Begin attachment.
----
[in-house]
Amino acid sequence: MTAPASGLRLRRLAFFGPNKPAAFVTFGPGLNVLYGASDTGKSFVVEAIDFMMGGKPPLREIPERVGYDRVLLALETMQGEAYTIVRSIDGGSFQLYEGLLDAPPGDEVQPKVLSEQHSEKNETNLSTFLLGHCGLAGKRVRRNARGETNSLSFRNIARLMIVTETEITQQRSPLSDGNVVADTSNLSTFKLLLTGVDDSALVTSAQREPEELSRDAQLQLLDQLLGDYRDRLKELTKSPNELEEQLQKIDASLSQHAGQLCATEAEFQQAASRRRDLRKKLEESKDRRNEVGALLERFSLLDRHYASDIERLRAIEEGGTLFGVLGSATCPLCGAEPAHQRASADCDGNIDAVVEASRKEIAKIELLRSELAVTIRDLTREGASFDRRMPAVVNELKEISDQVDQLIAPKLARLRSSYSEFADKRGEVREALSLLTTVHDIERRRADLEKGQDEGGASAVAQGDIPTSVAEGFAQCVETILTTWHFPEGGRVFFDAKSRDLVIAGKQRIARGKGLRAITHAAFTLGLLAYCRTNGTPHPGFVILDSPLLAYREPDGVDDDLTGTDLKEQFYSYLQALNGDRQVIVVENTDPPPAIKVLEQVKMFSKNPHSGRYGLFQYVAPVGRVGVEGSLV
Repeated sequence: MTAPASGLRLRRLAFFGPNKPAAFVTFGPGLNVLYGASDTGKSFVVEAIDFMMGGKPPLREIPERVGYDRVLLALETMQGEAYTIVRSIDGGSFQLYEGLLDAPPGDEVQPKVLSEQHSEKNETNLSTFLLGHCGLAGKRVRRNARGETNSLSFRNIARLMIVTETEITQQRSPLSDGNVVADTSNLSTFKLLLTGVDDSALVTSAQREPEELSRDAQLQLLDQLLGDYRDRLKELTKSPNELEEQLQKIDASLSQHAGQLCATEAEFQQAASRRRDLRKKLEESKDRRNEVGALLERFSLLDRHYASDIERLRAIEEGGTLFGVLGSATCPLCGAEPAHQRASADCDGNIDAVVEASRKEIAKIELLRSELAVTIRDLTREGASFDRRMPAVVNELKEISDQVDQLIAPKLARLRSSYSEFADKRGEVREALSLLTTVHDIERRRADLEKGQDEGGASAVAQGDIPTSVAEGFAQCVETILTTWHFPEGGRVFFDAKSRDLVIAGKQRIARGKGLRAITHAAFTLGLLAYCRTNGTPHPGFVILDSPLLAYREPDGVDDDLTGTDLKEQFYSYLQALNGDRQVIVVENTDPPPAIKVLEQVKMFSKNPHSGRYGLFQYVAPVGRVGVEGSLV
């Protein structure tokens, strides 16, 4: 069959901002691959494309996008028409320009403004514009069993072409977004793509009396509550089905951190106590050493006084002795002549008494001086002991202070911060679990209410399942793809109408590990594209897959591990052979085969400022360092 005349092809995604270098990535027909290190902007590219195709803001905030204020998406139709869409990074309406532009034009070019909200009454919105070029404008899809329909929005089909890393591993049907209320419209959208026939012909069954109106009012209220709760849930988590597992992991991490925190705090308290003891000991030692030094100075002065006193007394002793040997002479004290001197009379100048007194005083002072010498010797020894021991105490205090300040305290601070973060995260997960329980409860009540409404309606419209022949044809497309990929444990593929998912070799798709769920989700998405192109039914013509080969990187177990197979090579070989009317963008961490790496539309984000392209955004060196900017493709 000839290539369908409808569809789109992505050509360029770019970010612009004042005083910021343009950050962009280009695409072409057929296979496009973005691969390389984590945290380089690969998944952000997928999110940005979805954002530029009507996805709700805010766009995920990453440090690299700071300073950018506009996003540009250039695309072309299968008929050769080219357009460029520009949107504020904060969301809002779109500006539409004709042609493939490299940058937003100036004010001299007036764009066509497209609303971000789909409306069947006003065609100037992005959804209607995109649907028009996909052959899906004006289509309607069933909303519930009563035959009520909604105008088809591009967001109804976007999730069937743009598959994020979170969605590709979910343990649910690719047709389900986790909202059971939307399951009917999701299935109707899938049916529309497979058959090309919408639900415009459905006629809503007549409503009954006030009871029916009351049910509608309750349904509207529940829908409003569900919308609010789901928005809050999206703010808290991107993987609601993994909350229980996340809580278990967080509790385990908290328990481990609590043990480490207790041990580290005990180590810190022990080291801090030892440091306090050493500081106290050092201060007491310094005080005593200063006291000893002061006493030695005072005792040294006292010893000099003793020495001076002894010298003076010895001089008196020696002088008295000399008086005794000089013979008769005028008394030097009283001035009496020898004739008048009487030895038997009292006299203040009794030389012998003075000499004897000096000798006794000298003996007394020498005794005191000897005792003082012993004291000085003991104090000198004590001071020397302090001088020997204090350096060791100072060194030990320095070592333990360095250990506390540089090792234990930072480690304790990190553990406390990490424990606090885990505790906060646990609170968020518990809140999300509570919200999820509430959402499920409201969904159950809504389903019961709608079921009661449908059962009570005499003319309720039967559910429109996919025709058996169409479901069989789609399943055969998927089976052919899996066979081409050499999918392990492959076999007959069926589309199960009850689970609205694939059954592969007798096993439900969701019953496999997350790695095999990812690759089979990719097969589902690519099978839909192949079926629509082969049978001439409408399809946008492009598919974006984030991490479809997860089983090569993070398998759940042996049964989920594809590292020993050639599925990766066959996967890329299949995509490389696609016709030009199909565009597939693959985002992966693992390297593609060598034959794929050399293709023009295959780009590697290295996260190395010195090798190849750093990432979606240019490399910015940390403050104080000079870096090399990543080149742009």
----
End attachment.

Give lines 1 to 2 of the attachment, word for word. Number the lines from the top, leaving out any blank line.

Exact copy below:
[in-house]
Amino acid sequence: MTAPASGLRLRRLAFFGPNKPAAFVTFGPGLNVLYGASDTGKSFVVEAIDFMMGGKPPLREIPERVGYDRVLLALETMQGEAYTIVRSIDGGSFQLYEGLLDAPPGDEVQPKVLSEQHSEKNETNLSTFLLGHCGLAGKRVRRNARGETNSLSFRNIARLMIVTETEITQQRSPLSDGNVVADTSNLSTFKLLLTGVDDSALVTSAQREPEELSRDAQLQLLDQLLGDYRDRLKELTKSPNELEEQLQKIDASLSQHAGQLCATEAEFQQAASRRRDLRKKLEESKDRRNEVGALLERFSLLDRHYASDIERLRAIEEGGTLFGVLGSATCPLCGAEPAHQRASADCDGNIDAVVEASRKEIAKIELLRSELAVTIRDLTREGASFDRRMPAVVNELKEISDQVDQLIAPKLARLRSSYSEFADKRGEVREALSLLTTVHDIERRRADLEKGQDEGGASAVAQGDIPTSVAEGFAQCVETILTTWHFPEGGRVFFDAKSRDLVIAGKQRIARGKGLRAITHAAFTLGLLAYCRTNGTPHPGFVILDSPLLAYREPDGVDDDLTGTDLKEQFYSYLQALNGDRQVIVVENTDPPPAIKVLEQVKMFSKNPHSGRYGLFQYVAPVGRVGVEGSLV